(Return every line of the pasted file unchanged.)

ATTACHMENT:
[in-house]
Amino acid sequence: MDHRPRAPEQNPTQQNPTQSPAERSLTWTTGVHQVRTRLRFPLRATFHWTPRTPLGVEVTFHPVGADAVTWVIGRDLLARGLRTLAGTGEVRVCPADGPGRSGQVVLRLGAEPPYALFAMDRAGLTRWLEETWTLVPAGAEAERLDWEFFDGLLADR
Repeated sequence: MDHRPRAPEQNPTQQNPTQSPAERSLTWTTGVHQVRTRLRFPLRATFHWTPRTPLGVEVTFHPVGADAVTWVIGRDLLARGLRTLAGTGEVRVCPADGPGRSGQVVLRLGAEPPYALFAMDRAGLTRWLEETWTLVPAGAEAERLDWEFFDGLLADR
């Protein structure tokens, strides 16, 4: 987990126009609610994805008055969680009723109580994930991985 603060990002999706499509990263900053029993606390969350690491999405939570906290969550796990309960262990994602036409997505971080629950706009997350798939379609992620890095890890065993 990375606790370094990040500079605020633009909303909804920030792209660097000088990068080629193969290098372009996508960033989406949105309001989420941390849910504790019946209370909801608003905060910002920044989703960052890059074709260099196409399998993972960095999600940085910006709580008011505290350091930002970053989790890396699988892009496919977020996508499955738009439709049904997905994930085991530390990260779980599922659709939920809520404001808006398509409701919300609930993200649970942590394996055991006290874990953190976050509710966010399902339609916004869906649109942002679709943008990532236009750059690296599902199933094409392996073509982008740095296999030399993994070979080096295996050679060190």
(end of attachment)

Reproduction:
[in-house]
Amino acid sequence: MDHRPRAPEQNPTQQNPTQSPAERSLTWTTGVHQVRTRLRFPLRATFHWTPRTPLGVEVTFHPVGADAVTWVIGRDLLARGLRTLAGTGEVRVCPADGPGRSGQVVLRLGAEPPYALFAMDRAGLTRWLEETWTLVPAGAEAERLDWEFFDGLLADR
Repeated sequence: MDHRPRAPEQNPTQQNPTQSPAERSLTWTTGVHQVRTRLRFPLRATFHWTPRTPLGVEVTFHPVGADAVTWVIGRDLLARGLRTLAGTGEVRVCPADGPGRSGQVVLRLGAEPPYALFAMDRAGLTRWLEETWTLVPAGAEAERLDWEFFDGLLADR
């Protein structure tokens, strides 16, 4: 987990126009609610994805008055969680009723109580994930991985 603060990002999706499509990263900053029993606390969350690491999405939570906290969550796990309960262990994602036409997505971080629950706009997350798939379609992620890095890890065993 990375606790370094990040500079605020633009909303909804920030792209660097000088990068080629193969290098372009996508960033989406949105309001989420941390849910504790019946209370909801608003905060910002920044989703960052890059074709260099196409399998993972960095999600940085910006709580008011505290350091930002970053989790890396699988892009496919977020996508499955738009439709049904997905994930085991530390990260779980599922659709939920809520404001808006398509409701919300609930993200649970942590394996055991006290874990953190976050509710966010399902339609916004869906649109942002679709943008990532236009750059690296599902199933094409392996073509982008740095296999030399993994070979080096295996050679060190």